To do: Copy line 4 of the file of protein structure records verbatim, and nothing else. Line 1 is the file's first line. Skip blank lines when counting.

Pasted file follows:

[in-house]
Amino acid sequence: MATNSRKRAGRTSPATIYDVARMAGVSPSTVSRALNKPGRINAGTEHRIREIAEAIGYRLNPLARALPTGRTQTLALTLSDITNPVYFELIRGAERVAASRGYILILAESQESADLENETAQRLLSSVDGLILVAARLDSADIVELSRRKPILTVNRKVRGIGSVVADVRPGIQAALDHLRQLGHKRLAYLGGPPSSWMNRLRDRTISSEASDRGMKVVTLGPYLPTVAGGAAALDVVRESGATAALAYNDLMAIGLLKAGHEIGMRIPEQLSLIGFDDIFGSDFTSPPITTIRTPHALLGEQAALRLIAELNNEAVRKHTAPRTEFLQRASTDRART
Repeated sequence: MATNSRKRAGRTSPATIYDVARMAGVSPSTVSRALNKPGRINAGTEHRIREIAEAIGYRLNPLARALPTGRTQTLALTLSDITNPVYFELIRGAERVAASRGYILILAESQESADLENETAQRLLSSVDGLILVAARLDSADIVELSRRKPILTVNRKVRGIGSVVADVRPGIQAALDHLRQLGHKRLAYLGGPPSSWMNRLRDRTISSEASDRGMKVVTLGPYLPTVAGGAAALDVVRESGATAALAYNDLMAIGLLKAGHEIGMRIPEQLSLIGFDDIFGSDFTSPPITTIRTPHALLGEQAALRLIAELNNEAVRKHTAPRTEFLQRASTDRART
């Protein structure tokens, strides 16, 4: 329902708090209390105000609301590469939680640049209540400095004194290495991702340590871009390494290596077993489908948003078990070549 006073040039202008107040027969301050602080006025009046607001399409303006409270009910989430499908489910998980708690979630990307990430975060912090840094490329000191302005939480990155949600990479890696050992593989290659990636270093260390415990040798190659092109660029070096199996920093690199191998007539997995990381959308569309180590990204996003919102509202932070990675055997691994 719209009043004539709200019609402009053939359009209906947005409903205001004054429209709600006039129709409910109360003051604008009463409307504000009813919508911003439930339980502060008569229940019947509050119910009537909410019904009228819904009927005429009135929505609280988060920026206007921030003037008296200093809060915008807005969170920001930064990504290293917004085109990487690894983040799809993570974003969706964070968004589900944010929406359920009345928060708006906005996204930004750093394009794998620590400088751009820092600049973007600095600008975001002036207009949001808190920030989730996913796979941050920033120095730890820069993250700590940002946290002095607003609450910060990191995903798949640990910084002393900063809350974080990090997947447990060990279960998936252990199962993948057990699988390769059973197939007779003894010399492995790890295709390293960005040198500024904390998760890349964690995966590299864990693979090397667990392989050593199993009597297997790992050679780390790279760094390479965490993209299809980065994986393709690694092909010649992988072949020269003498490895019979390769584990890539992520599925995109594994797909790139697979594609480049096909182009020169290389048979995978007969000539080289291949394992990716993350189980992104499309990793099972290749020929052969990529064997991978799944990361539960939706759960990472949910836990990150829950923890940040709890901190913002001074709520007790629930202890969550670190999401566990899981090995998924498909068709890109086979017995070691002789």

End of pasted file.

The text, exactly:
């Protein structure tokens, strides 16, 4: 329902708090209390105000609301590469939680640049209540400095004194290495991702340590871009390494290596077993489908948003078990070549 006073040039202008107040027969301050602080006025009046607001399409303006409270009910989430499908489910998980708690979630990307990430975060912090840094490329000191302005939480990155949600990479890696050992593989290659990636270093260390415990040798190659092109660029070096199996920093690199191998007539997995990381959308569309180590990204996003919102509202932070990675055997691994 719209009043004539709200019609402009053939359009209906947005409903205001004054429209709600006039129709409910109360003051604008009463409307504000009813919508911003439930339980502060008569229940019947509050119910009537909410019904009228819904009927005429009135929505609280988060920026206007921030003037008296200093809060915008807005969170920001930064990504290293917004085109990487690894983040799809993570974003969706964070968004589900944010929406359920009345928060708006906005996204930004750093394009794998620590400088751009820092600049973007600095600008975001002036207009949001808190920030989730996913796979941050920033120095730890820069993250700590940002946290002095607003609450910060990191995903798949640990910084002393900063809350974080990090997947447990060990279960998936252990199962993948057990699988390769059973197939007779003894010399492995790890295709390293960005040198500024904390998760890349964690995966590299864990693979090397667990392989050593199993009597297997790992050679780390790279760094390479965490993209299809980065994986393709690694092909010649992988072949020269003498490895019979390769584990890539992520599925995109594994797909790139697979594609480049096909182009020169290389048979995978007969000539080289291949394992990716993350189980992104499309990793099972290749020929052969990529064997991978799944990361539960939706759960990472949910836990990150829950923890940040709890901190913002001074709520007790629930202890969550670190999401566990899981090995998924498909068709890109086979017995070691002789």